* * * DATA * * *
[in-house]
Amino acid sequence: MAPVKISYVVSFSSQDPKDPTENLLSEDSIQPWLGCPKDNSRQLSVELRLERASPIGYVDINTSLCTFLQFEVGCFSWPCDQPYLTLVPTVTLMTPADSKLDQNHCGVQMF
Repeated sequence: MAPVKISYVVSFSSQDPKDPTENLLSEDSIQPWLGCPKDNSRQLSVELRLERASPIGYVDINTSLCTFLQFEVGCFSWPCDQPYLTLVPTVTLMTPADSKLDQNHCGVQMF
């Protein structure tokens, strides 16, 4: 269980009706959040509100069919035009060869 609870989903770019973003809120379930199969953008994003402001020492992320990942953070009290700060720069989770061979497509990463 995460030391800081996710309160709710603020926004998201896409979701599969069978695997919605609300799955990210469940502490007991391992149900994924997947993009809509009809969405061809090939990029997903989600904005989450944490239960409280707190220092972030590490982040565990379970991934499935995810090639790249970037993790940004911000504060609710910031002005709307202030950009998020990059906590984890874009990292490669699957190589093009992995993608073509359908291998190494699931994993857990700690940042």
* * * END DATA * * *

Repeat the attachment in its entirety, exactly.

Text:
[in-house]
Amino acid sequence: MAPVKISYVVSFSSQDPKDPTENLLSEDSIQPWLGCPKDNSRQLSVELRLERASPIGYVDINTSLCTFLQFEVGCFSWPCDQPYLTLVPTVTLMTPADSKLDQNHCGVQMF
Repeated sequence: MAPVKISYVVSFSSQDPKDPTENLLSEDSIQPWLGCPKDNSRQLSVELRLERASPIGYVDINTSLCTFLQFEVGCFSWPCDQPYLTLVPTVTLMTPADSKLDQNHCGVQMF
């Protein structure tokens, strides 16, 4: 269980009706959040509100069919035009060869 609870989903770019973003809120379930199969953008994003402001020492992320990942953070009290700060720069989770061979497509990463 995460030391800081996710309160709710603020926004998201896409979701599969069978695997919605609300799955990210469940502490007991391992149900994924997947993009809509009809969405061809090939990029997903989600904005989450944490239960409280707190220092972030590490982040565990379970991934499935995810090639790249970037993790940004911000504060609710910031002005709307202030950009998020990059906590984890874009990292490669699957190589093009992995993608073509359908291998190494699931994993857990700690940042």